Humans of the North-East Inner-City: Fr. Anish

A smiling man in his all black priestly Indian Orthodox garb
Fr. Anish John is the Indian Orthodox Priest for the Parish worshipping at Cathal Burgha St. George Street’, a Migrant and a Father.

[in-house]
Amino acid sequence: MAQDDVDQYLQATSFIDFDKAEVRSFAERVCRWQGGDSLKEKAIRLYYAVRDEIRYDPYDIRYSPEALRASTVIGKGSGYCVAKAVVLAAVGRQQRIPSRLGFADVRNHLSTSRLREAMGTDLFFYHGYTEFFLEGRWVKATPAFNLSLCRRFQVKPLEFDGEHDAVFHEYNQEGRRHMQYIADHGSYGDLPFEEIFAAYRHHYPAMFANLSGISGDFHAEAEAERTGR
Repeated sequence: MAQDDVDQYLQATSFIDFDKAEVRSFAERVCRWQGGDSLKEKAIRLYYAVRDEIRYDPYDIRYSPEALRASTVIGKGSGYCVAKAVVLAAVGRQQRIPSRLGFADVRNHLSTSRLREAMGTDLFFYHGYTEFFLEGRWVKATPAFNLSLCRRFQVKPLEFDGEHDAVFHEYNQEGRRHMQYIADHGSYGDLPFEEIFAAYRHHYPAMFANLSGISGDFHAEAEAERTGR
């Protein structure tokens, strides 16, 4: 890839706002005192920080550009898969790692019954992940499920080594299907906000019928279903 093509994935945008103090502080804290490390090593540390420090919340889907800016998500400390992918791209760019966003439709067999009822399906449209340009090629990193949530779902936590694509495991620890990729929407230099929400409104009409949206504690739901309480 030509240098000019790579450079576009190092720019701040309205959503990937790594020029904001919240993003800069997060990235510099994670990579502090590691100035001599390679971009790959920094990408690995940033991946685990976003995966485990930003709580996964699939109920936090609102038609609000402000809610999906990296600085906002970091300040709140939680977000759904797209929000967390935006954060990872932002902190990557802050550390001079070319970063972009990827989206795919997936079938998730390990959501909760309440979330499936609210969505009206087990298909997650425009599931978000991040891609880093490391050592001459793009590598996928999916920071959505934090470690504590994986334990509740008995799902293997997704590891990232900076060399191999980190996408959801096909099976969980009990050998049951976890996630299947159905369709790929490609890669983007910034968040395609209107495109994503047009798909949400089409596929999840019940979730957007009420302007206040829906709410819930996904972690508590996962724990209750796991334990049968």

‘In the Indian Orthodox tradition, we can marry. So I have a wife, working in the hospital and two wonderful kids, who just moved here in 2022. I moved to Ireland in 2017 primarily to do my PhD at Maynooth while also being the parish priest here for the Orthodox community, who worship in the city centre. It’s the Church of Ireland church, and we rent from them. I came to a place which was very different, very strange for me in 2017. Then, my wife came in as an international student. She studied in Letterkenny, a Master’s while I was living and working in the parish in Dublin. So, we were in two different places for a couple of years, and then she got a job and moved to Dublin. As a family, our hope would be settling down and having our own house, because, as you know, the rents are crazy. For the church, our dreams and hope for the city is for a reduction in the tensions that are there now, existing. I can feel that in the air, you know, when you go out to the city when you interact with people, and there’s the feel of hate towards the other, and the strangeness that there is around migrants. That needs to come down. I serve a parish where the migrant community is largely employed with the healthcare sector. Most of the Parishioners, with whom I interact day in and out are nurses, doctors, physiotherapists, and other healthcare professionals and students. During the riots, I remember that the church was closed for a couple of weeks. We didn’t use the parish. We thought it was not safe to do. We didn’t worship for two Sundays because we were right in the middle of the city. So it’s not a very safe thing to do with so many people from the migrant community coming together in that place. But I would always try to highlight the best that the city can offer. So, the connectivity and the pool of people from diverse religious traditions and cultures who come into the city is the highlight for me, rather than the other aspects of the riots that have happened in the past and stuff like that. So there’s a pool of rich, diverse religions and cultures that you can sense that you can engage with while you’re in the city. That’s something, which is a highlight. And we are an example as a migrant community, using a Church of Ireland church for such a long time. There’s an element of sharing, you know, the sacred space as well. So that itself gives a great message of community being together, different cultures. Integration, which is happening in the inner city. is very evident. You walk through the inner city, and you can see this.’